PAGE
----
The center section of the turbocharger was also upgraded with an in-house-designed 360-degree bronze thrust bearing that improves oiling and reliability under extreme conditions, such as heavy towing and sustained high-boost situations. The use of this new journal bearing design not only offers improved durability, it also allows for easier and more cost-effective servicing, should the turbocharger ever need it.

BD Power markets this turbocharger as a stock replacement or upgrade to the stock GTP-38 turbocharger. While we were told that the turbo showed a 10-horsepower increase on a stock vehicle, BD Power also indicated that it is not targeting the high-performance crowd with this turbocharger. The company is offering it to guys planning to use their vehicles on a daily basis, whether that is for regular daily driving or for heavy towing needs.

After installing our new Thruster II turbocharger, we were able to recreate our previous tests to compare our before and after performance data. With the truck unloaded, we made some wide-open throttle runs from a dead stop up to 75 mph in our 60hp towing tune.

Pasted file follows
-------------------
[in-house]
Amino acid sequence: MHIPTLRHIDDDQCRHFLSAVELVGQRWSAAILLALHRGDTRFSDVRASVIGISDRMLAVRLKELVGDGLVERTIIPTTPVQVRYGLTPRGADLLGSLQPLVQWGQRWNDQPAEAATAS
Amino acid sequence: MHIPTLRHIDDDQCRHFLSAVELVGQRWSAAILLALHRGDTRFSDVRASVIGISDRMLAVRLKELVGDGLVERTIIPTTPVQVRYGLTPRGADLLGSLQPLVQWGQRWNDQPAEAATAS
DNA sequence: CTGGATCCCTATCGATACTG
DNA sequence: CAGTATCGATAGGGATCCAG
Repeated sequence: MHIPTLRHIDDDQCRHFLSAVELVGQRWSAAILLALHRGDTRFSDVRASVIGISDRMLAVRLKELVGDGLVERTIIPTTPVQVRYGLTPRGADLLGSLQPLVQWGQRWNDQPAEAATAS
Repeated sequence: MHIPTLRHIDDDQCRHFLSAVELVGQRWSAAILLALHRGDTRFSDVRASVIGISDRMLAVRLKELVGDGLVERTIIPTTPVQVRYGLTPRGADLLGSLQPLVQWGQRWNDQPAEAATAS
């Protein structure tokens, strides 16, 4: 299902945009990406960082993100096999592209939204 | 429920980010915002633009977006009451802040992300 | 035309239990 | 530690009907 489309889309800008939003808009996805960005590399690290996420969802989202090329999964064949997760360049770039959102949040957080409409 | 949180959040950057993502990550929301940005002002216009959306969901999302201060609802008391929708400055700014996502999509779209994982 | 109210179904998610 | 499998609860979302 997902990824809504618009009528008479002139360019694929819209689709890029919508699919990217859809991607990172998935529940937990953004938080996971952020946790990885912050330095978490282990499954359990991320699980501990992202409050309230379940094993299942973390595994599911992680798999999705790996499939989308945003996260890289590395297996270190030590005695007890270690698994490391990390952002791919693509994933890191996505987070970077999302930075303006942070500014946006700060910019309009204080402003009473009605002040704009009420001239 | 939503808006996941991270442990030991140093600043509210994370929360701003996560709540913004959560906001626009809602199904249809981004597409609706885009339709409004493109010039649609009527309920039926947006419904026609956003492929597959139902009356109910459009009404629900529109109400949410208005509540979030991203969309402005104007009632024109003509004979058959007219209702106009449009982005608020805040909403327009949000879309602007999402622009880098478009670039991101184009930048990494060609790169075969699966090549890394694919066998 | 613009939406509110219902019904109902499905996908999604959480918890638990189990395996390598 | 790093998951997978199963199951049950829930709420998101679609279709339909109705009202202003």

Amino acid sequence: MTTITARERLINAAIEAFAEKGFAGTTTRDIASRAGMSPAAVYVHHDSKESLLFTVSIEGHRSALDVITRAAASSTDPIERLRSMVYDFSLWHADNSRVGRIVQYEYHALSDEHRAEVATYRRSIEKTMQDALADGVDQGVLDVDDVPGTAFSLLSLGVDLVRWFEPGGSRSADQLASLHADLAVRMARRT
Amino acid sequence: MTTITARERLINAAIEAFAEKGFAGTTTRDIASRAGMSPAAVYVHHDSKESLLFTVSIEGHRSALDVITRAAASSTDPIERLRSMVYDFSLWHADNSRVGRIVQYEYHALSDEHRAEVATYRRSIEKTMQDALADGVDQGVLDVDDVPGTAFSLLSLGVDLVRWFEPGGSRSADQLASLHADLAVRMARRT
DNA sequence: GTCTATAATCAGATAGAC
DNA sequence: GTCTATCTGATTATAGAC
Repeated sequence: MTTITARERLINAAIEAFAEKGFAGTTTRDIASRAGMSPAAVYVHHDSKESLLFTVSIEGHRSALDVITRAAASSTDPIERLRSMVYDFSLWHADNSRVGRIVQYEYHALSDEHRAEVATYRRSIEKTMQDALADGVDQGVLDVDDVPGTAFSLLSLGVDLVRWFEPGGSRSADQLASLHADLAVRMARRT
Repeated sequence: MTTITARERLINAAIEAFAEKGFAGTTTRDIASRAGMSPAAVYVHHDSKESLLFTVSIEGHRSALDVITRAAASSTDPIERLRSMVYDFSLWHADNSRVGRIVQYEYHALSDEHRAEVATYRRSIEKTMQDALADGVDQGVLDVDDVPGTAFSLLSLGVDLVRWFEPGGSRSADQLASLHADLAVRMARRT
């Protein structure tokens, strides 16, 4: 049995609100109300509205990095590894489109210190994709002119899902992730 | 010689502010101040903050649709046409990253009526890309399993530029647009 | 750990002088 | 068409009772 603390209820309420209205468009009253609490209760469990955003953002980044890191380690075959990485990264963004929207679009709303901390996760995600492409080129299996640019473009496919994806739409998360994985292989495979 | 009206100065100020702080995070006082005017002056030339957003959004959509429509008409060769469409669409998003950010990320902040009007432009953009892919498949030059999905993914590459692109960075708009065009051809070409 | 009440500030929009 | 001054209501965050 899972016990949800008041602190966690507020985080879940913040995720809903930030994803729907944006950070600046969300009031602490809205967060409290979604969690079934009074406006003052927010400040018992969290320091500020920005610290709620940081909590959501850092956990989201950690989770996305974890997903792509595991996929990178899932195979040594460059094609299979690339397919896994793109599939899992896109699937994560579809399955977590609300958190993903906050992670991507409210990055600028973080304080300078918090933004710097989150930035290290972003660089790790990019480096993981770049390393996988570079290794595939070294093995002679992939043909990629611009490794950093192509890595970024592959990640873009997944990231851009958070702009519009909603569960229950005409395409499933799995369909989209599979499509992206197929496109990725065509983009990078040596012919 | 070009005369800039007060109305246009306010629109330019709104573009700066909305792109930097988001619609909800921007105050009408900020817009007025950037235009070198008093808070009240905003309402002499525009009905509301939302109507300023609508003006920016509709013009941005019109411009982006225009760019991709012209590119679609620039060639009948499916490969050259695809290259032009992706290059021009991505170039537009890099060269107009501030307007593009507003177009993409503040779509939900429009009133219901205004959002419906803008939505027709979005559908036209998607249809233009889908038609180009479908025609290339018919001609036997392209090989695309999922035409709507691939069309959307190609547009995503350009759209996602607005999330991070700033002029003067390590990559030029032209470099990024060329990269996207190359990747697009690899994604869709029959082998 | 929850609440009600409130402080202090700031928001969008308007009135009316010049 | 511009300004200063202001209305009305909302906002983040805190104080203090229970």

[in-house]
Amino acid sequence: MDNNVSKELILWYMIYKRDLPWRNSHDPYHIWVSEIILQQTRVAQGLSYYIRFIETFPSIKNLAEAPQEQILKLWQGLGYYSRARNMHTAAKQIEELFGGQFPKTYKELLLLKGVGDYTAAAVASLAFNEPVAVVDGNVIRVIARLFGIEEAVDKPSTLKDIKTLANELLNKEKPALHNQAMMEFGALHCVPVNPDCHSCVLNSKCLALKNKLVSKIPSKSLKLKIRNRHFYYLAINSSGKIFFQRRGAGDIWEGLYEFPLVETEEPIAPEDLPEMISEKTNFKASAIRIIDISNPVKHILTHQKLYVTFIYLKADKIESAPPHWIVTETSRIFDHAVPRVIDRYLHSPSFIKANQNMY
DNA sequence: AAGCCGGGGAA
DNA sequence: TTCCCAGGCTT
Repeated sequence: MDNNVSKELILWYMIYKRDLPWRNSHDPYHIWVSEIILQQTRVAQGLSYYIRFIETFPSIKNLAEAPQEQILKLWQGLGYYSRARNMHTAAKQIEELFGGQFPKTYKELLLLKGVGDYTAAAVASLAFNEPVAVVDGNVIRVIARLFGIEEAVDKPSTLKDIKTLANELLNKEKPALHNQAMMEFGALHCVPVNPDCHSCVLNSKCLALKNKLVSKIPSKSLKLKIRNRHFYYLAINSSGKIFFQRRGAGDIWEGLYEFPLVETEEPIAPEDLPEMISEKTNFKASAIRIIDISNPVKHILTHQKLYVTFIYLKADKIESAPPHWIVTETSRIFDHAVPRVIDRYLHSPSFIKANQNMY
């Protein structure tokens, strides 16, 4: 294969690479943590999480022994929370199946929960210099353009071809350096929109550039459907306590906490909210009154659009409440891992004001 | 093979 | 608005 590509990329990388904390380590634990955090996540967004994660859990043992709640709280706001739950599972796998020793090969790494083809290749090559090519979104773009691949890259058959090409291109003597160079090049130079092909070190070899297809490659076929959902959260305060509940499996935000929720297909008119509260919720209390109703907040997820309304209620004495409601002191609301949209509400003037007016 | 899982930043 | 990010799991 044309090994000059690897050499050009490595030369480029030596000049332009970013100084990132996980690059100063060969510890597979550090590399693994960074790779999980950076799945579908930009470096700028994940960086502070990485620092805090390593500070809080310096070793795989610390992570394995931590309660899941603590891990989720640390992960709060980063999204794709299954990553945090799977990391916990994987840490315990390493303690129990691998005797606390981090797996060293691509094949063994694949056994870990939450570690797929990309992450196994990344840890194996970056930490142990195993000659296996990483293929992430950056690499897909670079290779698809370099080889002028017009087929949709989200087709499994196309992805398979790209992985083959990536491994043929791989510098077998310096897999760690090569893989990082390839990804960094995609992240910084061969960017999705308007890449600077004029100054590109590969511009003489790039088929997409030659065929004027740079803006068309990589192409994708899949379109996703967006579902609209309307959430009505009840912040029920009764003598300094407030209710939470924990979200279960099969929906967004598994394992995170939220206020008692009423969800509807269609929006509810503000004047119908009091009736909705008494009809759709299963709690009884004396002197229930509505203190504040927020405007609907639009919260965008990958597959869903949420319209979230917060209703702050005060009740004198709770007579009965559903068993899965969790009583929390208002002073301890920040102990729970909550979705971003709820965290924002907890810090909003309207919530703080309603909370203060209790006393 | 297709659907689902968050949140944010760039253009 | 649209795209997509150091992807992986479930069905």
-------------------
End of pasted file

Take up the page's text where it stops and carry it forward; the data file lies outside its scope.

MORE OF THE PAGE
The test mule is fitted with a cold air intake, 4-inch turbo back exhaust and a rebuilt transmission. Testing showed that with the stock turbocharger, we peaked at 24psi boost and 1,100 degrees on the pyrometer gauge.

The BD Power turbocharger brought our peak boost numbers up to 28psi and dropped our EGTs to slightly more than 1,000 degrees at 60 mph. At that point, the pyrometer climbed to 1,025 degrees and just stopped—rather than continuing to climb the longer we were in the throttle, as with the stock turbo.

Because this turbocharger is marketed to those who use their vehicles for towing, we really wanted to see how the turbocharger affected our overall drivability and EGTs with our 36-foot fifth-wheel travel trailer in tow (around 15,000 pounds).

For our test hill, we chose a 3-mile-long 6 percent grade just outside of town. There is a mile-long straightaway, so maintaining the speed limit at 75 mph before the start of the grade is no issue. The climb starts out at around a 4 percent grade for the first mile, levels out for about a half-mile and then climbs to a 6 percent grade for the next 1 ½ miles, until you crest the top and level out.

With the stock turbocharger on the truck—again in our chip’s tow setting—pushing 1,200 degrees on our pyrometer gauge was easier to obtain than the speed limit. So for our testing, we disregarded the speedometer and used our pyrometer gauge (maintained at 1,200 degrees) to control our throttle input.